Wednesday, May 17, 2017

Children and Beliefs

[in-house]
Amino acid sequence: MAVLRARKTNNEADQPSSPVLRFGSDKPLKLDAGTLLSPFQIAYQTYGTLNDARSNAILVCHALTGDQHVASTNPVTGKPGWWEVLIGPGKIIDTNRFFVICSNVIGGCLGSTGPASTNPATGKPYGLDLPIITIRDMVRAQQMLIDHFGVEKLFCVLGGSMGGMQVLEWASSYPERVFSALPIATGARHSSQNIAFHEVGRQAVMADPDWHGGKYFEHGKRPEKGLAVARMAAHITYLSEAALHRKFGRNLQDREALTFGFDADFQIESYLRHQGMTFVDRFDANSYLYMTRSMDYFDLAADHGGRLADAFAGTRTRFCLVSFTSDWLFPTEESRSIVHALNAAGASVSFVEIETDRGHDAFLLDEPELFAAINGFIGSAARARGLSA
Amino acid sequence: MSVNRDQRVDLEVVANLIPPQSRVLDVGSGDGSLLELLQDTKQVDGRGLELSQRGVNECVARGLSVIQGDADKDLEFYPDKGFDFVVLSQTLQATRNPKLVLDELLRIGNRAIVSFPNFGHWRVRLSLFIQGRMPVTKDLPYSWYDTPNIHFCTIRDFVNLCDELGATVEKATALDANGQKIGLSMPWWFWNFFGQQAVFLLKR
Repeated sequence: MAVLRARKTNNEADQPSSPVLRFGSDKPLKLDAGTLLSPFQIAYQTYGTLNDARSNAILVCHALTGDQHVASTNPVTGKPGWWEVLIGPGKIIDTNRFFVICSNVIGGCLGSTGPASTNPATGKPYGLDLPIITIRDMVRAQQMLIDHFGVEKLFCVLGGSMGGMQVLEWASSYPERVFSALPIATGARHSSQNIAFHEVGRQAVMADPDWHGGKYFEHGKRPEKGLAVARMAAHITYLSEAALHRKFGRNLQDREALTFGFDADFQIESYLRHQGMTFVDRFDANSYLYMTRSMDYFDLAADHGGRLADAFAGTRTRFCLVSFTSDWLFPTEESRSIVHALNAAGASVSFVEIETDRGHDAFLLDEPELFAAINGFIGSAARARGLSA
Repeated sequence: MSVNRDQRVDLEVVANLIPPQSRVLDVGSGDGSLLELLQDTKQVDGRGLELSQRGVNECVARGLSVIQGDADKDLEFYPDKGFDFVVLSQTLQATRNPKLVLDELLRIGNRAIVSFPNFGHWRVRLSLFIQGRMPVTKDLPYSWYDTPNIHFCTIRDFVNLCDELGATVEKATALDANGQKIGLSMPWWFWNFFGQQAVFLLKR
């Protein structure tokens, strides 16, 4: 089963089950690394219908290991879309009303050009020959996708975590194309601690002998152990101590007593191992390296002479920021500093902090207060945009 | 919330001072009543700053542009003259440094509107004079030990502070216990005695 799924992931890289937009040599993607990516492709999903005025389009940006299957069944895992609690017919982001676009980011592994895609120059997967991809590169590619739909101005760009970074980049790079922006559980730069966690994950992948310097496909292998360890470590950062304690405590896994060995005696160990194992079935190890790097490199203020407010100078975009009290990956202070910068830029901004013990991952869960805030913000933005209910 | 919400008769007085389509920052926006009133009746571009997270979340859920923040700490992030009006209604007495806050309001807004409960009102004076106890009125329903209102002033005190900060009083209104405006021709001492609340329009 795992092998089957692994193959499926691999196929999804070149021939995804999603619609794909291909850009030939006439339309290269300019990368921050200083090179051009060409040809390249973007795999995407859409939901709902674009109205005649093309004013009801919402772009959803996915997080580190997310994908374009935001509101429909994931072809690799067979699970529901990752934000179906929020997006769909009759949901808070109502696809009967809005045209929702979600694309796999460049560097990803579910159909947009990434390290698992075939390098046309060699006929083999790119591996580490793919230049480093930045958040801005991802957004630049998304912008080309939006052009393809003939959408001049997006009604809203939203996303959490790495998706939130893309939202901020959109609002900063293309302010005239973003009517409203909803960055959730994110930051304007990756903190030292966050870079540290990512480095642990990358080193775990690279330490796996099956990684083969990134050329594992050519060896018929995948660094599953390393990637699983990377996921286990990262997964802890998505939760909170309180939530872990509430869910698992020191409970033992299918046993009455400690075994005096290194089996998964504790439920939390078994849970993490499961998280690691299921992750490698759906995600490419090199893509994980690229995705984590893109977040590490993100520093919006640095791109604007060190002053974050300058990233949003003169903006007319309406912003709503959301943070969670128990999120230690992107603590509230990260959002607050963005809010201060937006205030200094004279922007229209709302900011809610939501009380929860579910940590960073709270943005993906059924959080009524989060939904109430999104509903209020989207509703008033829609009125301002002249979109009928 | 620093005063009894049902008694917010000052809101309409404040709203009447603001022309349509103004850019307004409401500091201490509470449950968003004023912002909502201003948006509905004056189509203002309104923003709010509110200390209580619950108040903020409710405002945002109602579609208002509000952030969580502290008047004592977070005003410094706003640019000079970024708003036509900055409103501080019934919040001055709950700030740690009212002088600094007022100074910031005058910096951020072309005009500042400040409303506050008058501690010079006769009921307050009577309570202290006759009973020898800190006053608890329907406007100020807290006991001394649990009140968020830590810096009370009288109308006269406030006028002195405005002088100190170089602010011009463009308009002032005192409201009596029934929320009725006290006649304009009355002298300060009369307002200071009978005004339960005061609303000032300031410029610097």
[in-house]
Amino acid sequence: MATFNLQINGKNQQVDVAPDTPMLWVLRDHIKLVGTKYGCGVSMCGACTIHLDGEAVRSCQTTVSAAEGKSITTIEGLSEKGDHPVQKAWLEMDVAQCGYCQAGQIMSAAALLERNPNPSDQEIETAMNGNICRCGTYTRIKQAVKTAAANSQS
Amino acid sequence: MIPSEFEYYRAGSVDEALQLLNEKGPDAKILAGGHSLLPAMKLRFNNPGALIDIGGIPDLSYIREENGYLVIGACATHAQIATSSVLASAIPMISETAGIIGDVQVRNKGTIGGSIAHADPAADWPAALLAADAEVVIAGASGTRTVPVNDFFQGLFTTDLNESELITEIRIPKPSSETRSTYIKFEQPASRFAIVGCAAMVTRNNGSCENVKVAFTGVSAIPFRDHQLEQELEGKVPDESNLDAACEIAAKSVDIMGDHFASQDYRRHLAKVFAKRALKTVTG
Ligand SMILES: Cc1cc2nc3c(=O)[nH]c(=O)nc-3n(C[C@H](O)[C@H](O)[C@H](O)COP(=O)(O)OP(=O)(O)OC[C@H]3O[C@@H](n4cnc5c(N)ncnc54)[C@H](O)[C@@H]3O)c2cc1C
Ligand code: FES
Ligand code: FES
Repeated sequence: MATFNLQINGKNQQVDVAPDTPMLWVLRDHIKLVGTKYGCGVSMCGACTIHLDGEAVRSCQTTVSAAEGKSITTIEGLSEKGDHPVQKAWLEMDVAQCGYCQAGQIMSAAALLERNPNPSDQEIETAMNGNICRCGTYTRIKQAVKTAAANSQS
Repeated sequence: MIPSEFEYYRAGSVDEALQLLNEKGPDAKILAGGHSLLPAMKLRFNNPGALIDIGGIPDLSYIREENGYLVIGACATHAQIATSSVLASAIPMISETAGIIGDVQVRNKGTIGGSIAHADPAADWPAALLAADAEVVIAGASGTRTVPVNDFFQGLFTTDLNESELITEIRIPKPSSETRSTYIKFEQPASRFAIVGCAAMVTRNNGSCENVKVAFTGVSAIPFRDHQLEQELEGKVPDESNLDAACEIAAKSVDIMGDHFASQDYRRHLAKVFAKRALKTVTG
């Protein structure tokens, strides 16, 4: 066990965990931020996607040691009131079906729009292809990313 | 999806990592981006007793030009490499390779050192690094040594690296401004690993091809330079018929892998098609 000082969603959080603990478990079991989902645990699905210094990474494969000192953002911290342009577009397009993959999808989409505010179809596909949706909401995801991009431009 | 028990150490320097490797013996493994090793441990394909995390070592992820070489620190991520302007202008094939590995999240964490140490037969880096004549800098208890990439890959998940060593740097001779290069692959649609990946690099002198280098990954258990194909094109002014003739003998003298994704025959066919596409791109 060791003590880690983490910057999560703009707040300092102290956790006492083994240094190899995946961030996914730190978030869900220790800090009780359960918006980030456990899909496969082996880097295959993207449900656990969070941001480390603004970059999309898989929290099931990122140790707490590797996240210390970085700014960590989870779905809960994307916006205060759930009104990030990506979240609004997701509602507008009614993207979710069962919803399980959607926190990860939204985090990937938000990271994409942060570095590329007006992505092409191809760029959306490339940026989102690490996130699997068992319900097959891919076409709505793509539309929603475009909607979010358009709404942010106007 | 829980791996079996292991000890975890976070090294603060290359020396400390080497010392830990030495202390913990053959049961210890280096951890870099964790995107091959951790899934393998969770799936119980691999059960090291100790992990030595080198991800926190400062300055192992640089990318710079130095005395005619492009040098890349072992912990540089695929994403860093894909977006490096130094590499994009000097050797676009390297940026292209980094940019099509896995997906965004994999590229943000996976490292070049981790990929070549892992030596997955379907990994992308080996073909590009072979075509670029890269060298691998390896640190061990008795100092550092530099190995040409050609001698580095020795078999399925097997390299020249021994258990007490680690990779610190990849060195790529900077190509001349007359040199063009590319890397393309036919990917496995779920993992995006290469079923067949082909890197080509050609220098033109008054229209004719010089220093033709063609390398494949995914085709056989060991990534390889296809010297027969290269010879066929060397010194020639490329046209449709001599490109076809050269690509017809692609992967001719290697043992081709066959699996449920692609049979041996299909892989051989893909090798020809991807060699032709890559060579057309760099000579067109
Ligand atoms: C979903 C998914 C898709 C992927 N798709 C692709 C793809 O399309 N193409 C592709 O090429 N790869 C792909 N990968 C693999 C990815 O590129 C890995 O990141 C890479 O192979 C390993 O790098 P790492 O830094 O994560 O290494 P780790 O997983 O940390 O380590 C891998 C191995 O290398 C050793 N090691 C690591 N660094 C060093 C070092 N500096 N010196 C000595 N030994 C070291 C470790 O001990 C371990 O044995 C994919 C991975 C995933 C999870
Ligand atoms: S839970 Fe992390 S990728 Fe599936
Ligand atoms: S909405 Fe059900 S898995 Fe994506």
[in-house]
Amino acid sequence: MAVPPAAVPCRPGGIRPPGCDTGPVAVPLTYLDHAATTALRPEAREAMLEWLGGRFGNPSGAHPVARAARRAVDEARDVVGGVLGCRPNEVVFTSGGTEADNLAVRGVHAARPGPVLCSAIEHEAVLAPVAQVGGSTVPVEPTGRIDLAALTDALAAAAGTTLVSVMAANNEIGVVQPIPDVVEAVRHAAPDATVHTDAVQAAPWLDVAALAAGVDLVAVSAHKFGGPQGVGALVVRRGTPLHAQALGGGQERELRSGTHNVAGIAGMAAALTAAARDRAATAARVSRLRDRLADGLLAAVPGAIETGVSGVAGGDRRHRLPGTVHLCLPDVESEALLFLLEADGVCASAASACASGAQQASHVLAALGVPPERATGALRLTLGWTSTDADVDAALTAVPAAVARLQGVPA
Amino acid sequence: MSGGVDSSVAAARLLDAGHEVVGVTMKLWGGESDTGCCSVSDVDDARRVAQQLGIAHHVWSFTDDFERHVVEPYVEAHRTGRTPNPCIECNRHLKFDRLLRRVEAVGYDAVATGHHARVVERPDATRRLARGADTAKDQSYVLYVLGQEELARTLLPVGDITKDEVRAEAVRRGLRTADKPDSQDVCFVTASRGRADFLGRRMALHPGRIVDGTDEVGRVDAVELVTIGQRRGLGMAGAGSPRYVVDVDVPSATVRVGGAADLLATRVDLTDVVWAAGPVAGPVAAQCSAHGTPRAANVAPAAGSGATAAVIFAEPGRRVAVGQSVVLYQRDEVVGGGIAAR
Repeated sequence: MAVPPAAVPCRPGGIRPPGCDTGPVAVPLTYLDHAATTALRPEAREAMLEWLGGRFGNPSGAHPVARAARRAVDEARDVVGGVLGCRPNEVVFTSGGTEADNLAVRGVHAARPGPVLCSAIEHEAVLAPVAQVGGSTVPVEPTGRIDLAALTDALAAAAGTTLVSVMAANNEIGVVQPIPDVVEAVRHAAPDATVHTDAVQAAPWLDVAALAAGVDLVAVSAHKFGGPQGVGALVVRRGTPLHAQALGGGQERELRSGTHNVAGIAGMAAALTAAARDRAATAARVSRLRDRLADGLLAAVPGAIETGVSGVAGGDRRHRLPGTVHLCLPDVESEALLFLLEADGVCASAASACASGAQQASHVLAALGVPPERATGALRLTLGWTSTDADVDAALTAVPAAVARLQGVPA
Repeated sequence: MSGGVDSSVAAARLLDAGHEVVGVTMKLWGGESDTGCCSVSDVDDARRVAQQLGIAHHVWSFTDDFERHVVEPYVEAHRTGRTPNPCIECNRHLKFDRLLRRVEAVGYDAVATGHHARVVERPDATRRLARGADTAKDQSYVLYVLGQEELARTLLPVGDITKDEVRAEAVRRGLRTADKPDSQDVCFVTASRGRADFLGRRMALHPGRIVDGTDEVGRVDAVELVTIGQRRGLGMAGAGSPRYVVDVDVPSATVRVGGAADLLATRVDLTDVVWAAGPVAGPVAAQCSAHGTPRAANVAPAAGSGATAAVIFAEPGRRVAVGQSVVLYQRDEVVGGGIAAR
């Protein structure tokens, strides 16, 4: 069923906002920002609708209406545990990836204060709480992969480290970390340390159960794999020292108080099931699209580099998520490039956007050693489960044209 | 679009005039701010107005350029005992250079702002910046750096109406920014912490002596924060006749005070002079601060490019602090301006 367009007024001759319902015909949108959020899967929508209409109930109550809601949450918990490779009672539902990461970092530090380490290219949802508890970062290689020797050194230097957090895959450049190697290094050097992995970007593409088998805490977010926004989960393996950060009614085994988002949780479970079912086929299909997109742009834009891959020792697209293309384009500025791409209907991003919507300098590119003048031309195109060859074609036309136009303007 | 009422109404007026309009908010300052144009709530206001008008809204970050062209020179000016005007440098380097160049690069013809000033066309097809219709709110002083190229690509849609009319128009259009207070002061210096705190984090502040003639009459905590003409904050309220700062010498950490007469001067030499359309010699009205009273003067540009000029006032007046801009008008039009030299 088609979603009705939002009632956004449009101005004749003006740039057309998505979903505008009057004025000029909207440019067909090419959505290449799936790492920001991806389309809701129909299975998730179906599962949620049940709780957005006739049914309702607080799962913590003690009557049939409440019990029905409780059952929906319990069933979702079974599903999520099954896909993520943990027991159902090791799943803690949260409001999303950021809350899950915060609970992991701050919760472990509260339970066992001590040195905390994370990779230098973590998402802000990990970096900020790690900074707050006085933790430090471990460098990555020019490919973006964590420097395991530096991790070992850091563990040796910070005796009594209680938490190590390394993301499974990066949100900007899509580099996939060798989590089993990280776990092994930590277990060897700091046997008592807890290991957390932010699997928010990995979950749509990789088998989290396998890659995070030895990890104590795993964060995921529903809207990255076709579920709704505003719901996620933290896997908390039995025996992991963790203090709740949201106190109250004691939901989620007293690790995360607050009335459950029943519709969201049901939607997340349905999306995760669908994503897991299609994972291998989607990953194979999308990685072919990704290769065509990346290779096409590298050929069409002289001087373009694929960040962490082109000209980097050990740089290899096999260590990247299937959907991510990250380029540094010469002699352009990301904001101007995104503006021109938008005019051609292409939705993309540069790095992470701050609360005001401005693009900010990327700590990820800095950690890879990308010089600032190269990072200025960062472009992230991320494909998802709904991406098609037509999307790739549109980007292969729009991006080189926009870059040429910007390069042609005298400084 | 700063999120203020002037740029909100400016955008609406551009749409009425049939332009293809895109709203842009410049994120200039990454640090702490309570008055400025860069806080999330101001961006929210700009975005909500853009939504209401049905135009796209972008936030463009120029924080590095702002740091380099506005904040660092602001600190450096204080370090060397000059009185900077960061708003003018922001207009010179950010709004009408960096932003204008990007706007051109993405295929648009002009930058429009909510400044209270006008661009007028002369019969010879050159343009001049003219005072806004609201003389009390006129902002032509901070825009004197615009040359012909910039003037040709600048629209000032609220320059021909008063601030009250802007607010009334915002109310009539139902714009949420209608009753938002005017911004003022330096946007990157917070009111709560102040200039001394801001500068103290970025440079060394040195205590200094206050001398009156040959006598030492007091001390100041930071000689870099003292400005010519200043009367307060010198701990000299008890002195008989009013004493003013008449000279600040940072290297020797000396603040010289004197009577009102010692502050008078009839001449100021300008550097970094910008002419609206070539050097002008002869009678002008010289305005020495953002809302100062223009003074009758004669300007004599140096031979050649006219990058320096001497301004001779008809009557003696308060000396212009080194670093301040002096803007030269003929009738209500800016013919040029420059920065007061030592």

Children use storytelling to help them organize thoughts and feelings about the world. The most important stories are those that incorporate cultural and religious myths. By identifying with the characters in the stories, young children vicariously experience moral conflicts and solutions that will have great relevance later in life. Adult belief systems, especially those concerning religion and spirituality, contain significant remnants of the stories these adults heard and read while growing up. Extensive research by Altemeyer and Hunsberger showed that children who grow up in fundamentalist families tend to obey authorities and follow rules. However, they also tend to be self-righteous, prejudicial, and condemnatory toward people outside their group. They tend to develop an ‘us versus them’ mentality that many maintain throughout life. The studies also pointed out that fundamentalist congregations tend to experience a 50 percent dropout rate among members over time.

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